Women who undergo IVF can donate ‘spare’ embryos, which would otherwise be destroyed. Only embryos at an early stage of development (up to 14 days) can be used, and there are strict guidelines for how they can be used.
2001: Making beating heart cells
In 2001, Professor Christine Mummery and her team in the Netherlands used stem cells to create beating heart cells outside the body for the first time. Her team is now working to grow a small piece of human heart from stem cells.
Stem cells could produce red blood cells for transfusion
This will let us study causes of diseases, especially genetic causes. It will also improve development of medicines that are usually tested on animals, as animal hearts work differently.
Researchers at the BHF Centres of Regenerative Medicine are working to develop new treatments for diseased hearts. The centres are collaborations between top universities, including Edinburgh, Bristol, Oxford and Cambridge cardiac stem cells.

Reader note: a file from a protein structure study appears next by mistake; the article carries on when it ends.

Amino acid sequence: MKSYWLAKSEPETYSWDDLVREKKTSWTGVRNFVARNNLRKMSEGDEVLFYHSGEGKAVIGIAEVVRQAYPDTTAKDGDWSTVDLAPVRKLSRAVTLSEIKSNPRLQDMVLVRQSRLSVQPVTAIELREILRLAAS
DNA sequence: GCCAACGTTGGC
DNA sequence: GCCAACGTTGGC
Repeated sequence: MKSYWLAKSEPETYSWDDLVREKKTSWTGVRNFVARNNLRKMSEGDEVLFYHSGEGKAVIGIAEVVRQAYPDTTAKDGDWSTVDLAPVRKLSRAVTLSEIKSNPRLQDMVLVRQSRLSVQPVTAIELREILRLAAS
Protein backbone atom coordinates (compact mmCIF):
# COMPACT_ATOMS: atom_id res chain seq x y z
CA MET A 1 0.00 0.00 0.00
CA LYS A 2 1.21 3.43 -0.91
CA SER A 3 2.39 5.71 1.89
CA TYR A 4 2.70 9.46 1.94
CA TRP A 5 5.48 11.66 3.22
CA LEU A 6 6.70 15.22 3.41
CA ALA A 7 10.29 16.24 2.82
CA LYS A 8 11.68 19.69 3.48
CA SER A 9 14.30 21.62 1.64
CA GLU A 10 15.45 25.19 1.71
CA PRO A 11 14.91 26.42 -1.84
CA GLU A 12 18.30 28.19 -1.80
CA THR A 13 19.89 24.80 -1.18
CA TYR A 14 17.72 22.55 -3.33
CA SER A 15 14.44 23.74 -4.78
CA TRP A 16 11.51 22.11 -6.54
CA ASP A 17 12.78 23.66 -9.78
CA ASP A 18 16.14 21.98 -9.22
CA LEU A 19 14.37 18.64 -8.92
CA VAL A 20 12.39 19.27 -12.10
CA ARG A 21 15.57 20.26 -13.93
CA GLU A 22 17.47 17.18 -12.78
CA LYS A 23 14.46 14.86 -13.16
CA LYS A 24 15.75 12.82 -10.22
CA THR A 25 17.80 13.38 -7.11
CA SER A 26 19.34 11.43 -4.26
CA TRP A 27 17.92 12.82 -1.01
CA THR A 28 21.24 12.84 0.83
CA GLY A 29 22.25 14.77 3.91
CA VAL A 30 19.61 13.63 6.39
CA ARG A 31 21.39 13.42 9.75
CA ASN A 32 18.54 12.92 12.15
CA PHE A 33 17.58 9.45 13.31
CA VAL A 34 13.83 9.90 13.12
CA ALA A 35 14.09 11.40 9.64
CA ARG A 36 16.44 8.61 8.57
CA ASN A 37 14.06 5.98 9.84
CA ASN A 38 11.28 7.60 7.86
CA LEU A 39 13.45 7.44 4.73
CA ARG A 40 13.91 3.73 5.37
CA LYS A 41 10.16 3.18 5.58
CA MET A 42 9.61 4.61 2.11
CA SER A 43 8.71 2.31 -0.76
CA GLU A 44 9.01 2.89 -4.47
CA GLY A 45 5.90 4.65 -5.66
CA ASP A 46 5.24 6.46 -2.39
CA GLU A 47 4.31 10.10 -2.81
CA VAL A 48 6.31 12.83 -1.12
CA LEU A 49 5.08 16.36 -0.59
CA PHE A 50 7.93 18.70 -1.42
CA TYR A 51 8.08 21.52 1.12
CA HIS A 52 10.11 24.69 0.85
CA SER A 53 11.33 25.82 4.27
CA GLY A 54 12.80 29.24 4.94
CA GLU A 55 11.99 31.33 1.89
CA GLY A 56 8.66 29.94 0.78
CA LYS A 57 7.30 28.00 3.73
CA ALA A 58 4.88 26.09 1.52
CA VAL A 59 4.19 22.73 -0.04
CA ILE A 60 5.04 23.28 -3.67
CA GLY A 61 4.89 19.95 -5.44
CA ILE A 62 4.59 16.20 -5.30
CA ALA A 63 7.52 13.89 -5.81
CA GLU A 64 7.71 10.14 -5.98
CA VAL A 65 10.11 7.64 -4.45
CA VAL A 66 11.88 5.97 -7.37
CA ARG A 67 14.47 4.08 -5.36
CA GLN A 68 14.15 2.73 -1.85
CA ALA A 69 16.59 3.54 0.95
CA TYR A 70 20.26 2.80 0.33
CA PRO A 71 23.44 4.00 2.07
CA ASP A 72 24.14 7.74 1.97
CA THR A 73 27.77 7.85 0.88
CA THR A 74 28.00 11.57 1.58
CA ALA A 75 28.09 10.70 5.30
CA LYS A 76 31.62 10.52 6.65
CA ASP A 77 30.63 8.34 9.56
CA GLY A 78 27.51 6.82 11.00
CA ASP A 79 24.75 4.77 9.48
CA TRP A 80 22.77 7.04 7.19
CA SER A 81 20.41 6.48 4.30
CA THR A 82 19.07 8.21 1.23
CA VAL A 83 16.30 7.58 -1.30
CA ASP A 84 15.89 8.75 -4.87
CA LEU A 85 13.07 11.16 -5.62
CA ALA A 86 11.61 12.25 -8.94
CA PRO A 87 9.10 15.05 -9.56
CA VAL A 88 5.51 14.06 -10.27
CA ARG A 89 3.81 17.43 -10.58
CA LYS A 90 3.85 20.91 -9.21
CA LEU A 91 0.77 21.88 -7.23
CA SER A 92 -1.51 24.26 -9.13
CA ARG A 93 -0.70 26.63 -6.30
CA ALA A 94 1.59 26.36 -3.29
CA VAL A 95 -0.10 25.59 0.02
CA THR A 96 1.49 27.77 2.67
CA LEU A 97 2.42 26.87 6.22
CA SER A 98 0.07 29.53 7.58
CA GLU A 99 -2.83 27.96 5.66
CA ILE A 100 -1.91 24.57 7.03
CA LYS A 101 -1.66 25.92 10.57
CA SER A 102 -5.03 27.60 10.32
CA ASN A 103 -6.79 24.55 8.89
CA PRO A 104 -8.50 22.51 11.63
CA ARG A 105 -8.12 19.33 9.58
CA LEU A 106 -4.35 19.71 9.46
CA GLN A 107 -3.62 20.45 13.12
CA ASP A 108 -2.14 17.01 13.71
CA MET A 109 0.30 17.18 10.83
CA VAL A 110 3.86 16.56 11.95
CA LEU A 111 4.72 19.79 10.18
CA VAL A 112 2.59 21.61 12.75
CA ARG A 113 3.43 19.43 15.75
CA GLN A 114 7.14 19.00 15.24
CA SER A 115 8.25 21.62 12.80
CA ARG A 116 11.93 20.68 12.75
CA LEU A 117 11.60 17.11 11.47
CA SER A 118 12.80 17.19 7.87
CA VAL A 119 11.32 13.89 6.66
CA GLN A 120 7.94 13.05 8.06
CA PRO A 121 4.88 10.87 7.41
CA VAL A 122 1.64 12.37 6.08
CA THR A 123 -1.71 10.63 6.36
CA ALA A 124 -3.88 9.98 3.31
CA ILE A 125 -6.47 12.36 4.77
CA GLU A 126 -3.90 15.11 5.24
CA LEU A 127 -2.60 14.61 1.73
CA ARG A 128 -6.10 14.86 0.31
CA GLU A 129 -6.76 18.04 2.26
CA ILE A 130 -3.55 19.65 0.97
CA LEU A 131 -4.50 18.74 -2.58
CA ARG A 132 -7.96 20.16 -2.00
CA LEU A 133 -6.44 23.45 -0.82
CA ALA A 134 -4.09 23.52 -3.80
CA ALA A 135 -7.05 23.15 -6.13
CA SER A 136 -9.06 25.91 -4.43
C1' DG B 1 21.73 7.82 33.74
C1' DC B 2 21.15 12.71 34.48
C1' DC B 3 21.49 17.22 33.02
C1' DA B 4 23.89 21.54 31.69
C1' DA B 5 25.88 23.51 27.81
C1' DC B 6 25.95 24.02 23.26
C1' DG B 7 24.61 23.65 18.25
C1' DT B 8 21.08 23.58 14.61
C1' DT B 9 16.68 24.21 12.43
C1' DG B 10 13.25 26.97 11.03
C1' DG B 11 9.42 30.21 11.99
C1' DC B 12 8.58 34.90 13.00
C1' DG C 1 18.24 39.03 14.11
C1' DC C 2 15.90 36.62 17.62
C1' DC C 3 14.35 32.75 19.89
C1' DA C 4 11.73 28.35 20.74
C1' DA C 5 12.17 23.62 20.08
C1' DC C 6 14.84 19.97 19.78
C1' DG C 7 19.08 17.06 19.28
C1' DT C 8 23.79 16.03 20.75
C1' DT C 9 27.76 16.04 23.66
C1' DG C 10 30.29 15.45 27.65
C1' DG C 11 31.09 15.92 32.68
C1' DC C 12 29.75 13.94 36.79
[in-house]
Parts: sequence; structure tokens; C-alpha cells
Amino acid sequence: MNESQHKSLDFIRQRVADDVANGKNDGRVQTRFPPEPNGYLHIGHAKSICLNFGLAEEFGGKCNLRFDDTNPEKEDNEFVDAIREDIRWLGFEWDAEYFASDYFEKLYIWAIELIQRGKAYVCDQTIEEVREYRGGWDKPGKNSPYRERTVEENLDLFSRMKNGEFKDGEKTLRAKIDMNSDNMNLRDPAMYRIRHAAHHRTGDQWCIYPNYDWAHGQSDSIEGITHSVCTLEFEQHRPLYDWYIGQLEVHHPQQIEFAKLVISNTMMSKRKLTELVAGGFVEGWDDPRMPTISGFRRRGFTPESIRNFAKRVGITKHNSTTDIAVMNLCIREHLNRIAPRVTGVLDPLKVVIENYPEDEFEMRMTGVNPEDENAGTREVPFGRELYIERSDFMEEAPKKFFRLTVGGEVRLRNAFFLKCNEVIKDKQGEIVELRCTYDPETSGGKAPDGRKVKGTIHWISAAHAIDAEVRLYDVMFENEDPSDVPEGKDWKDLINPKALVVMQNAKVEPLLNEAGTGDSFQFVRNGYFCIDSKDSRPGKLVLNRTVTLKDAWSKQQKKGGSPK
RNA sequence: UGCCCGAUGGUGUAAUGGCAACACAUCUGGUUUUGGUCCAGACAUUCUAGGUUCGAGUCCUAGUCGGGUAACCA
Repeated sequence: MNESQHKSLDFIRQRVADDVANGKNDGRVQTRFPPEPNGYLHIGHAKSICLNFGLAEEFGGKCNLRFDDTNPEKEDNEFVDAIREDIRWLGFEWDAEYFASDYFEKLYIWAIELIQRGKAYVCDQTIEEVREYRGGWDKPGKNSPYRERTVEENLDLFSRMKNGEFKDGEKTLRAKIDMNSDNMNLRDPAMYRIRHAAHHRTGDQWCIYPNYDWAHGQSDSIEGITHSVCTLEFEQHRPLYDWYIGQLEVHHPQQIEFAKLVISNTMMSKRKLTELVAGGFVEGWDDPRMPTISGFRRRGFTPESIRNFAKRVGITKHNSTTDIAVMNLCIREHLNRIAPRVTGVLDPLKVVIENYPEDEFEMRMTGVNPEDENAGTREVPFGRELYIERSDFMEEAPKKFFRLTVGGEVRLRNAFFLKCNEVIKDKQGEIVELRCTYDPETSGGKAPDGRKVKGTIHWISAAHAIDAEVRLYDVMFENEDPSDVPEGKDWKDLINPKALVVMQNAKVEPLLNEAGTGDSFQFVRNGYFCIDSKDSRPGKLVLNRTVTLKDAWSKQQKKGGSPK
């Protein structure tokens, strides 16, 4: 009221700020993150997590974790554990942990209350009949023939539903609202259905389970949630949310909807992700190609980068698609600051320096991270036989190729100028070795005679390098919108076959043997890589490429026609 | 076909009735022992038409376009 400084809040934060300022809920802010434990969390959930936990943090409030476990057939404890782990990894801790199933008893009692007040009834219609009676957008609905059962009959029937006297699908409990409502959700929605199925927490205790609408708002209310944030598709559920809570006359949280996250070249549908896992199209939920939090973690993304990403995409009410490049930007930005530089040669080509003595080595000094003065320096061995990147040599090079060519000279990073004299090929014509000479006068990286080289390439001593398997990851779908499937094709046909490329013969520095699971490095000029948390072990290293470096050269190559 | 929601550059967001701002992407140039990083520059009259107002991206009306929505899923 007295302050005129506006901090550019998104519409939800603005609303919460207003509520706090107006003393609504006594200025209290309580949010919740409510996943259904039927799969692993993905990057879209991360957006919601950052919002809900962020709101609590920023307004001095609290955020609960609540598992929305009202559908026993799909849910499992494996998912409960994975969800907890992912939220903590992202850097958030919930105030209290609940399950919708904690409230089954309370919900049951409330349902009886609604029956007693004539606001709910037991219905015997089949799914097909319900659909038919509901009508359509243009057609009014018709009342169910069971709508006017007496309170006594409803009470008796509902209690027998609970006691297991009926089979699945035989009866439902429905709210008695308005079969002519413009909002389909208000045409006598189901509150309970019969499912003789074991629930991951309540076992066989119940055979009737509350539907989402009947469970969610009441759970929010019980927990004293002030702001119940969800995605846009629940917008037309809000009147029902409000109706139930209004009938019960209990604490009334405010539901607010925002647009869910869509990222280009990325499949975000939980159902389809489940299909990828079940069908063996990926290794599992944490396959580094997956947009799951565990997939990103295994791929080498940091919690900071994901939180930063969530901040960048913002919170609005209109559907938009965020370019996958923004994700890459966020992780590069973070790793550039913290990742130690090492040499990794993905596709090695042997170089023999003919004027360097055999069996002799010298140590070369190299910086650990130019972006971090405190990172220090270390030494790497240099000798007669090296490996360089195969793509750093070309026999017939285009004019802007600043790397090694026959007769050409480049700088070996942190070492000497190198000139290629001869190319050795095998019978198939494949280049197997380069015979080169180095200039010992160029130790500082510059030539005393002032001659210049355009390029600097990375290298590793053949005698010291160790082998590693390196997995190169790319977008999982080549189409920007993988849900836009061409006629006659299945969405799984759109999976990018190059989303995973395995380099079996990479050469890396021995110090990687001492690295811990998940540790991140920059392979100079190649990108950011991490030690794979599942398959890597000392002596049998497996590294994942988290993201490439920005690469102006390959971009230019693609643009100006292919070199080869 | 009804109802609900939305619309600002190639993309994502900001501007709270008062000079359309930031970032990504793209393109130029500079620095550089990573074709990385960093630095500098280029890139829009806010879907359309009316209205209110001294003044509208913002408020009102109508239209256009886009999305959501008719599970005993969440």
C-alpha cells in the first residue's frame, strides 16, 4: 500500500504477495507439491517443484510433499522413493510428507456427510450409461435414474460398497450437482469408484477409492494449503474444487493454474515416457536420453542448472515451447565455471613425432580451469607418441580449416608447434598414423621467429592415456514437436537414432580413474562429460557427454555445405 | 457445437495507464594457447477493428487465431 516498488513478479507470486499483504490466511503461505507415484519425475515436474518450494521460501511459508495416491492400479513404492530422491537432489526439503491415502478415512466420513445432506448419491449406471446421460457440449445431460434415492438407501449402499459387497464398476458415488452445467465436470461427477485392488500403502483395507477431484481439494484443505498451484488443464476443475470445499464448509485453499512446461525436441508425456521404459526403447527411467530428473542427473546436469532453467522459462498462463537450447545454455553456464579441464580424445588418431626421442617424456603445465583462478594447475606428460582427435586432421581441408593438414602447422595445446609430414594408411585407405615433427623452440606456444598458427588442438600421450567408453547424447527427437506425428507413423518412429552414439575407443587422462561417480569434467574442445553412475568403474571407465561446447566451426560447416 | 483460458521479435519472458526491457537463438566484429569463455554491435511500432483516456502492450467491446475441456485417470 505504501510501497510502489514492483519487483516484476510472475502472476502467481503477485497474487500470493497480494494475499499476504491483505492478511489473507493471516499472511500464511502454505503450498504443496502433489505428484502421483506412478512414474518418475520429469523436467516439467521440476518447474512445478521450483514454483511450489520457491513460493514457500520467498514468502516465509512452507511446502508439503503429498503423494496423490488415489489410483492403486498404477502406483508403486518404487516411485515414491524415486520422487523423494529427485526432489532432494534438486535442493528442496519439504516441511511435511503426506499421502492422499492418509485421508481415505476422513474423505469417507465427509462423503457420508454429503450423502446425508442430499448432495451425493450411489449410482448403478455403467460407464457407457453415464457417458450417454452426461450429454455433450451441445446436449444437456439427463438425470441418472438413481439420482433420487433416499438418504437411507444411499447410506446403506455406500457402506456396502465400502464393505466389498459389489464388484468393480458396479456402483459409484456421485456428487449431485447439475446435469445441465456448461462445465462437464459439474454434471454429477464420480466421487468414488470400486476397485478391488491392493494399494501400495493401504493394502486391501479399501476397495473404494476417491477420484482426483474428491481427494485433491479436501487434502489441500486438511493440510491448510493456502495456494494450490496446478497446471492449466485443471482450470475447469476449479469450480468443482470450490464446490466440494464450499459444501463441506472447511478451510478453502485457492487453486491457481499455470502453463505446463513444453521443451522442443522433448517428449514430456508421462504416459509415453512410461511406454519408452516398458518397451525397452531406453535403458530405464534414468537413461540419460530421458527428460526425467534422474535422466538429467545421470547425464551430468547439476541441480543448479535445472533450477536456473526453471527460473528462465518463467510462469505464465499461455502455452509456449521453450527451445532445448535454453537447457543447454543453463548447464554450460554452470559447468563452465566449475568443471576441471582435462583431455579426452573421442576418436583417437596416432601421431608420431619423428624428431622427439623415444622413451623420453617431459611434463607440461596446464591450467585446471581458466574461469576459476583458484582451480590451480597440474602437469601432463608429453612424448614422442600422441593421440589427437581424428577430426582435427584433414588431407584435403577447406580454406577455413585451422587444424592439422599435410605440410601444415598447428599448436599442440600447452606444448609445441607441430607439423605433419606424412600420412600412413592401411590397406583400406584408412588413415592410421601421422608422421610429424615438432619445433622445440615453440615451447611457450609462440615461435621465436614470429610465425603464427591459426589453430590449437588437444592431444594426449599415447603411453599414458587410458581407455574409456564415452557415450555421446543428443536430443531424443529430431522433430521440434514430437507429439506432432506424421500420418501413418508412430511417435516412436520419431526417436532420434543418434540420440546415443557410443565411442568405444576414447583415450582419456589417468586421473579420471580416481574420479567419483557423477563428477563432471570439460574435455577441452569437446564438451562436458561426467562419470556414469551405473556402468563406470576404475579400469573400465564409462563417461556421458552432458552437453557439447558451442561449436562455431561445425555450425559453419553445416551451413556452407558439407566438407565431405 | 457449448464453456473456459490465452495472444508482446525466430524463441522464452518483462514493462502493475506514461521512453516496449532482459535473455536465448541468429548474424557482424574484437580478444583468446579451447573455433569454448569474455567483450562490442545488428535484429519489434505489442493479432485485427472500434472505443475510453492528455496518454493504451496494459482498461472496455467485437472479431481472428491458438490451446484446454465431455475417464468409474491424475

2002: Making new heart muscle
In 2002, researcher Chunhui Xu and team at Emory University School of Medicine in Atlanta found that human embryonic stem cells can be made to form heart muscle cells. This discovery encouraged scientists to explore whether embryonic stem cells could be used to make new heart muscle for heart attack patients. When a person has a heart attack, blood flow to the heart is restricted or blocked which can cause heart cells to die. Although less commonly used than other cell types, embryonic stem cells have helped researchers explore new ways of using stem cells to fix our hearts
2003: Discovery of cardiac stem cells